Got your eye on a giant new flat screen TV, the latest mobile phone or that must-have pair of designer leather boots, but can’t figure out how to pay for them? Then the recent changes introduced by Fair Work regarding how annual leave accruals are handled might be just the thing you’re looking for.
Effective 29 July 2016, significant expansions to the terms and conditions relating to annual leave have come into effect under the majority of Modern Awards. Most notably the changes will allow a much larger percentage of Australian workers the opportunity to ‘cash out’ part of their annual leave, provided they meet certain criteria.
The amendment will allow employees to cash out up to 2 weeks of annual leave per 12 months. However, in order to do so, there must be a balance of at least four weeks leave remaining after the hours have been cashed out.
Cashing out leave involves an employee making an agreement with their employer to take payment for a set number of leave hours, without actually taking the time off work. This then allows them to receive a lump sum payment in addition to their regular earnings. As an employee can only cash out leave if their award or agreement allows it, these changes have given the choice to a much greater percentage of the workforce.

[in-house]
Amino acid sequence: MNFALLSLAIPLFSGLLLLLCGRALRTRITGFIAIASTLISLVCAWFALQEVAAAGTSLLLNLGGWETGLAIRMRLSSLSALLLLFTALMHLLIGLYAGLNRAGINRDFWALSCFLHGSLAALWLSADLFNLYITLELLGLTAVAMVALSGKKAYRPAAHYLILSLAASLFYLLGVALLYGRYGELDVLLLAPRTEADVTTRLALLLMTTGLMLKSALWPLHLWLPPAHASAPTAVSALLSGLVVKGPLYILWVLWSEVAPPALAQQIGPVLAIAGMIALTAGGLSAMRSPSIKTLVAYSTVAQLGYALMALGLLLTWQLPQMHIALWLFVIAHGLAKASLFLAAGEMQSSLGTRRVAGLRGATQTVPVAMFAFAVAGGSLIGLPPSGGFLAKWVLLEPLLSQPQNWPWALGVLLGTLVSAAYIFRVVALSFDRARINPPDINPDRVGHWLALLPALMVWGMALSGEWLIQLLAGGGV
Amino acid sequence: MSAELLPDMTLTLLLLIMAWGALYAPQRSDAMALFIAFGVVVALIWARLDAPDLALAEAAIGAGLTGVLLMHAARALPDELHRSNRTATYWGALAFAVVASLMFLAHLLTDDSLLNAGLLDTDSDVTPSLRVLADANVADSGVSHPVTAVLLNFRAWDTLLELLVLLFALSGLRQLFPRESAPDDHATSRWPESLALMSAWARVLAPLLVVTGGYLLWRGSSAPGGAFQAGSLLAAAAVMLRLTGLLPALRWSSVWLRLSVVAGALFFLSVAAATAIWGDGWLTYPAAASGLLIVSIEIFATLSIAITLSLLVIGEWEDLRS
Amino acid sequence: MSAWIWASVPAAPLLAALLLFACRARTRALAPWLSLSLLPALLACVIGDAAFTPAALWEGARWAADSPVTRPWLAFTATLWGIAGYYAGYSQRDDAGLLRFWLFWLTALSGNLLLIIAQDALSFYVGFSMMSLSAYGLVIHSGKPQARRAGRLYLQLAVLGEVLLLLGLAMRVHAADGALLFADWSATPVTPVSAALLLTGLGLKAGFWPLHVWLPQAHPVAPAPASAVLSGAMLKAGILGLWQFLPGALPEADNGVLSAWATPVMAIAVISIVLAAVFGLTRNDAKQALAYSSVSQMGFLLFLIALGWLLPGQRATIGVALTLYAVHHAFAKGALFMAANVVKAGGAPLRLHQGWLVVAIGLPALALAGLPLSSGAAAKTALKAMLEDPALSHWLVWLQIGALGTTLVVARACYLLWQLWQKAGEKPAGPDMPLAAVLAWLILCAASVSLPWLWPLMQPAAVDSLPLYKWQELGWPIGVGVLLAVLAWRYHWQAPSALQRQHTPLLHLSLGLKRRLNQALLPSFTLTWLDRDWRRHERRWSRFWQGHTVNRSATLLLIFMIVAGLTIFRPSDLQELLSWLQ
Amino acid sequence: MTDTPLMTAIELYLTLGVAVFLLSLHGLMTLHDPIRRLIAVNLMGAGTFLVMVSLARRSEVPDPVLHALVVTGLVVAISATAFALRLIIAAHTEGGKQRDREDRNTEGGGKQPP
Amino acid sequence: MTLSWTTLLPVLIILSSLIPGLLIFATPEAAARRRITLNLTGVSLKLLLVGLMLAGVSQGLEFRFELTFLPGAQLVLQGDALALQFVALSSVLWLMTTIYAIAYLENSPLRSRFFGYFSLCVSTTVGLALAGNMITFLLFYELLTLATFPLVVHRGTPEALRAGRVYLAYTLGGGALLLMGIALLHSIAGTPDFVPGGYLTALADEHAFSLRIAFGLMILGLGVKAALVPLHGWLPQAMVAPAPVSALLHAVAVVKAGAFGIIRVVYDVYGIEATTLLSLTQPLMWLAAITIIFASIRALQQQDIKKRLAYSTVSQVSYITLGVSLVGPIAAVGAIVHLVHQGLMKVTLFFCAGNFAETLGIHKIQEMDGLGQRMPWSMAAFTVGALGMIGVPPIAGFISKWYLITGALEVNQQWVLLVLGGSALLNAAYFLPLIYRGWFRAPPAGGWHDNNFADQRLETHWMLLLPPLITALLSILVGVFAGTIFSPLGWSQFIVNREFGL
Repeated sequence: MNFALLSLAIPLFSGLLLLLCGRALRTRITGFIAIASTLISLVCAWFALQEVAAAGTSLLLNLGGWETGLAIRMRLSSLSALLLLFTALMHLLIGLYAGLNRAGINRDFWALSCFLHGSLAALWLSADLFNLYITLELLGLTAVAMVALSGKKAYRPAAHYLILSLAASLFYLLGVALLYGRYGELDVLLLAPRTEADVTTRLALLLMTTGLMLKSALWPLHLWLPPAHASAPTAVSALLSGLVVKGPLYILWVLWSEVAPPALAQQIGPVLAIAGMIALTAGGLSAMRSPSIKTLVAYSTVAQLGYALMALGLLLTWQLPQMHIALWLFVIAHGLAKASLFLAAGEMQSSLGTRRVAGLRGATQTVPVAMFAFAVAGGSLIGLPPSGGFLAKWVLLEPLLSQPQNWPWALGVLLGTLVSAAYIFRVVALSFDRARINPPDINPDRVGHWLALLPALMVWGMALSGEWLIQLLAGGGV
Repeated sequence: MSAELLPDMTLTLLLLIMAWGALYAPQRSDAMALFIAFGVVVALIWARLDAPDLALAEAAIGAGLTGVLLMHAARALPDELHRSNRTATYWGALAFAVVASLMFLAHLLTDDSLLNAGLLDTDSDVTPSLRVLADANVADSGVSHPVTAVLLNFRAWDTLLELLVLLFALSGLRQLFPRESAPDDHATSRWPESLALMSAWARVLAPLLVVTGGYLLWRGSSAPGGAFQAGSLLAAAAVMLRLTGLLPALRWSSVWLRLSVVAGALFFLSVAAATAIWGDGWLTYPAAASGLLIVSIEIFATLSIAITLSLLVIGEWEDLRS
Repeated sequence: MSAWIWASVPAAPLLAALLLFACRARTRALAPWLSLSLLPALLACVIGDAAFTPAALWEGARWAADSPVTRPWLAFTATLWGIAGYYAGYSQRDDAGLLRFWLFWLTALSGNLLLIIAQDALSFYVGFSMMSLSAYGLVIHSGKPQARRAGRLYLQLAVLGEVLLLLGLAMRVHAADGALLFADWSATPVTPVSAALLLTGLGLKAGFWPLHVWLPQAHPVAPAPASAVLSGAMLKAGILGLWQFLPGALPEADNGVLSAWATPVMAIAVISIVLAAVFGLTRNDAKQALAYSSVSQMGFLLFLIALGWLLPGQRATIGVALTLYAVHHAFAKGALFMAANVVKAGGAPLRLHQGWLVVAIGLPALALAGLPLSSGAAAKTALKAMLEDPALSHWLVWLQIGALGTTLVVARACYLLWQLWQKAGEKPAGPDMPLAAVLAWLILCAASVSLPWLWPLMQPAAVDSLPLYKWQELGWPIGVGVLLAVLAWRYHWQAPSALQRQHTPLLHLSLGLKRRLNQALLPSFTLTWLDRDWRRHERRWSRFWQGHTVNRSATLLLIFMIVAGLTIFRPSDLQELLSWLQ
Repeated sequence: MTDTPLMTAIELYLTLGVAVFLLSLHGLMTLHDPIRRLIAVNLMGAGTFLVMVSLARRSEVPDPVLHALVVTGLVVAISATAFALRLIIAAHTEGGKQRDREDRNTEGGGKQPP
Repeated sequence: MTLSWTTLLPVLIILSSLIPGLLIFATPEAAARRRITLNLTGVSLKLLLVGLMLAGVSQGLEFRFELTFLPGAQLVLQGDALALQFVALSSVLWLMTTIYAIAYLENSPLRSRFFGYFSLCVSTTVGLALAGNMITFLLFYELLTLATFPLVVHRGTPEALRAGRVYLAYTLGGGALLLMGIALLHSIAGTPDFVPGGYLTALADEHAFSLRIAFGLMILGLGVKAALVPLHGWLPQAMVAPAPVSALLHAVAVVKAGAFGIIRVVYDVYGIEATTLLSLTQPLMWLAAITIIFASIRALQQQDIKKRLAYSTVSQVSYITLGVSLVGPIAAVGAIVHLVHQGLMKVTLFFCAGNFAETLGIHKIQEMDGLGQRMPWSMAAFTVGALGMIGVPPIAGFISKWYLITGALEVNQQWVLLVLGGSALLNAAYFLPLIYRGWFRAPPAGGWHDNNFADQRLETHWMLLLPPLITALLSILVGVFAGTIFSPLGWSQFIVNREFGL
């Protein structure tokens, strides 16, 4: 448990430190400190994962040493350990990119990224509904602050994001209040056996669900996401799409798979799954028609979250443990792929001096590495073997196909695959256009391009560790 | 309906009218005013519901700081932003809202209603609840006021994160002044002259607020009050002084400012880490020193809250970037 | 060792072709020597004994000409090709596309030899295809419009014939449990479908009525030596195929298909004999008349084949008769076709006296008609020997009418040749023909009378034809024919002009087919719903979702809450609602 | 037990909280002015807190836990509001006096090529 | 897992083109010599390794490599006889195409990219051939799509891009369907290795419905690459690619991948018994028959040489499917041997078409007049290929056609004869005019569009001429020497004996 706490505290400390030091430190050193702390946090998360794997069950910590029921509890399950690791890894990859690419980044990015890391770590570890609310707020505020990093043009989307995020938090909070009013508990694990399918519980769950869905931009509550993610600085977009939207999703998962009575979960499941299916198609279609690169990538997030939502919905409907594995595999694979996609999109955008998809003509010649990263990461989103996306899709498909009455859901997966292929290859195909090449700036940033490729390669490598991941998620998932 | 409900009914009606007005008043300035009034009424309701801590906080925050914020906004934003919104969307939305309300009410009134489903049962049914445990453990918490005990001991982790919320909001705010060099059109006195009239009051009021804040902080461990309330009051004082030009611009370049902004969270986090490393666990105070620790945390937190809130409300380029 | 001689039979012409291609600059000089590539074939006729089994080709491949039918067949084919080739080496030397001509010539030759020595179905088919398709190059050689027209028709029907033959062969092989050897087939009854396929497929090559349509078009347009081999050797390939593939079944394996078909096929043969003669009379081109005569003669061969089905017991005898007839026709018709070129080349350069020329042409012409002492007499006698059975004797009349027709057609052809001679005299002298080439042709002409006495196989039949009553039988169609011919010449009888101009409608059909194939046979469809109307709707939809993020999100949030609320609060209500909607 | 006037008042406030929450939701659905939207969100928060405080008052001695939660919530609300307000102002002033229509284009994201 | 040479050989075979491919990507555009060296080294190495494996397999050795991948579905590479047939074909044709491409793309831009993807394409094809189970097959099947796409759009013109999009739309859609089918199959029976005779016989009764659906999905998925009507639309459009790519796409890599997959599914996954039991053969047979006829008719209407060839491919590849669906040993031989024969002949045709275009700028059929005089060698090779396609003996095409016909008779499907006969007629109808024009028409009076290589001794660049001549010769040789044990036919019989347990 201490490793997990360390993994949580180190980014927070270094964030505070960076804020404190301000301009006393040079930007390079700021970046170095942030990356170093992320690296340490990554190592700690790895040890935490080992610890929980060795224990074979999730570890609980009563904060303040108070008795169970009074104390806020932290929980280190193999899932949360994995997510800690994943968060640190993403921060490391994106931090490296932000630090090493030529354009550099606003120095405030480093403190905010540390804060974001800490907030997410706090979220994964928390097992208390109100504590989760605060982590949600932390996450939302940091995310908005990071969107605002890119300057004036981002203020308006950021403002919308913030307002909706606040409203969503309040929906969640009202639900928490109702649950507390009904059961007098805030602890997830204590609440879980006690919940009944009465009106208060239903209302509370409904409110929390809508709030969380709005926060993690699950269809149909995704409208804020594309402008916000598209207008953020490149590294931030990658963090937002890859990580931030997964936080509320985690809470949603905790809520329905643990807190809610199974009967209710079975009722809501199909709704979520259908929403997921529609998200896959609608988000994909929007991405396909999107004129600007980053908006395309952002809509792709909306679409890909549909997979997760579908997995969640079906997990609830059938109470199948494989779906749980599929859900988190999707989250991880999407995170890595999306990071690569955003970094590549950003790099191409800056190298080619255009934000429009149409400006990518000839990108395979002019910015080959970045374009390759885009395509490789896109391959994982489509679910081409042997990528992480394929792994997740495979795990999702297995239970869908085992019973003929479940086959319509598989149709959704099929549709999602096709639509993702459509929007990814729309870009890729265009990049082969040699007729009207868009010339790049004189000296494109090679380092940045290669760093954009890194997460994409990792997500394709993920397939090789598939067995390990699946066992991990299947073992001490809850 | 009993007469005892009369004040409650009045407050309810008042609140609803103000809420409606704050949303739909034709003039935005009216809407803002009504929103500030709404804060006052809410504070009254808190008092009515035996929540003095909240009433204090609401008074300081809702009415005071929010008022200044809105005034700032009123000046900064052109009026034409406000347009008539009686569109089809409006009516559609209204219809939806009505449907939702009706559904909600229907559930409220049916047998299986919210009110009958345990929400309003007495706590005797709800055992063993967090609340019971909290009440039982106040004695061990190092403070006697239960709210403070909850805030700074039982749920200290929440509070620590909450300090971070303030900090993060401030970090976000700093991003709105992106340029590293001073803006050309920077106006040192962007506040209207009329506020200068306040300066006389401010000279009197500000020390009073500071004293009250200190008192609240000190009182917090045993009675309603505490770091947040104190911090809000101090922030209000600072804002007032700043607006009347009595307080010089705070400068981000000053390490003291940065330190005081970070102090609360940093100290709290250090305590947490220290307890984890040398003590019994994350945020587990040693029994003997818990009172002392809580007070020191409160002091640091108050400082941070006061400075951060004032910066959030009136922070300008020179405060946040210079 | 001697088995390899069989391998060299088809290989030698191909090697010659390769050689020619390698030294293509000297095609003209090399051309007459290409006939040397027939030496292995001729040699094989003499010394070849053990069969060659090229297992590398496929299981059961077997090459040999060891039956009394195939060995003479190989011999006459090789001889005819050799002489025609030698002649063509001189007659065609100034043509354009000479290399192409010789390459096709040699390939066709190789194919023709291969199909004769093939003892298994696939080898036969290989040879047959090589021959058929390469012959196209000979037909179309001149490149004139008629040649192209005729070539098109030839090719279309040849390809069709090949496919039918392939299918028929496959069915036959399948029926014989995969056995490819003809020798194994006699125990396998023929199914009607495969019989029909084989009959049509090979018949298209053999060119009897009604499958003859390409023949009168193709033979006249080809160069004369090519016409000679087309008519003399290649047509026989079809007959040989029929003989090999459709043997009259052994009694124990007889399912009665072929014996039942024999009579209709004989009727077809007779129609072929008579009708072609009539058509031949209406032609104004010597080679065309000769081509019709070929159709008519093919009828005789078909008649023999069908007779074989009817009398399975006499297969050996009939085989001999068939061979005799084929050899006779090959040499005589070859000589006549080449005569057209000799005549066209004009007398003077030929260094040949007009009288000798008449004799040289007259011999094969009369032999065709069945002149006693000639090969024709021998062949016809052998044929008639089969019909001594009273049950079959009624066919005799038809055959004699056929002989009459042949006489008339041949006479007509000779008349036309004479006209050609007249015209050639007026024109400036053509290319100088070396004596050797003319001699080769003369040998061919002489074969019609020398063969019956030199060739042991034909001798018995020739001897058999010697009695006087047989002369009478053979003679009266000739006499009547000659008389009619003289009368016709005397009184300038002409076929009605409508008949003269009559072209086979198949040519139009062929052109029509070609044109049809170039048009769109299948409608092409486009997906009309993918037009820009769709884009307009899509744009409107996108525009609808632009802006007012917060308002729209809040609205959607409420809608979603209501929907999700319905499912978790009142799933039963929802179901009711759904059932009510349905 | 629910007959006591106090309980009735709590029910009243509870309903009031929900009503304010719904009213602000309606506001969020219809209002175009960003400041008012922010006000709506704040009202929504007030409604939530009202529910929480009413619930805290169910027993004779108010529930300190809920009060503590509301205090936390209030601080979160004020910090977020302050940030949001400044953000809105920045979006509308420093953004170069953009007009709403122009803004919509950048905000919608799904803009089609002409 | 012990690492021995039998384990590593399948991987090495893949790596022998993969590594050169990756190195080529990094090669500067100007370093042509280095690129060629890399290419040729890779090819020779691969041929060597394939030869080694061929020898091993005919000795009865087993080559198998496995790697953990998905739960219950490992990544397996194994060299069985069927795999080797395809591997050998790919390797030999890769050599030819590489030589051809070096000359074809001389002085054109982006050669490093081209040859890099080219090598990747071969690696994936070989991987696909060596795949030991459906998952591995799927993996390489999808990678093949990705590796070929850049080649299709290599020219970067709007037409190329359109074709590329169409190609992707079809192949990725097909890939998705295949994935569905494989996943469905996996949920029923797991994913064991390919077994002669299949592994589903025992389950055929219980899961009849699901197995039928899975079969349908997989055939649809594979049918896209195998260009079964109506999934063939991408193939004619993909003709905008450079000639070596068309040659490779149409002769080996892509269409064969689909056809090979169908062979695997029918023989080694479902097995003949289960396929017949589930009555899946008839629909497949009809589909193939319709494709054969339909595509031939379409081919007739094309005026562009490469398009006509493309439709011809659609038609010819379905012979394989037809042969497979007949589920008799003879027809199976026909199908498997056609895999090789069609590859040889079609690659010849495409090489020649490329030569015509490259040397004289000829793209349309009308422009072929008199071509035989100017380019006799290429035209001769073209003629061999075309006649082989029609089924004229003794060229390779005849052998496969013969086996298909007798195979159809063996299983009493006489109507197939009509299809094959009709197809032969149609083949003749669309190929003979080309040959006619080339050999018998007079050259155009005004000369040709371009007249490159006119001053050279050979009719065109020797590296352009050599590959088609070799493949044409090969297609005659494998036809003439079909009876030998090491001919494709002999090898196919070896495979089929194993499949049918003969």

Another change that has been addressed in most awards is the option for an employer and employee to reach an agreement regarding payment of annual leave in advance of its accrual. Included in the ruling is how the employer can handle recovering the funds, should the employee leave before all of the hours have been accrued back.
In conjunction with this, some awards had previously stated that it was compulsory for employees to receive payment in full at the beginning of their leave period. These awards have now all had a clause added offering the option for payment to be paid in their regular pay cycle, as long as payment is made by EFT.
Employees with excessively large annual leave balances were also addressed. Clauses have been added to many awards defining what is ‘excessive’ and on what grounds an employee can be directed to take leave, including how much leave is to be taken and how much balance must remain.
To find out whether these changes affect the awards covering your workplace, more information is available on the Fair Work Ombudsman website. You can either read their general information guidelines relating to annual leave or refer directly to the award and read in detail exactly how it will affect you.
By: Barbara Nunn Payroll Subject Matter Expert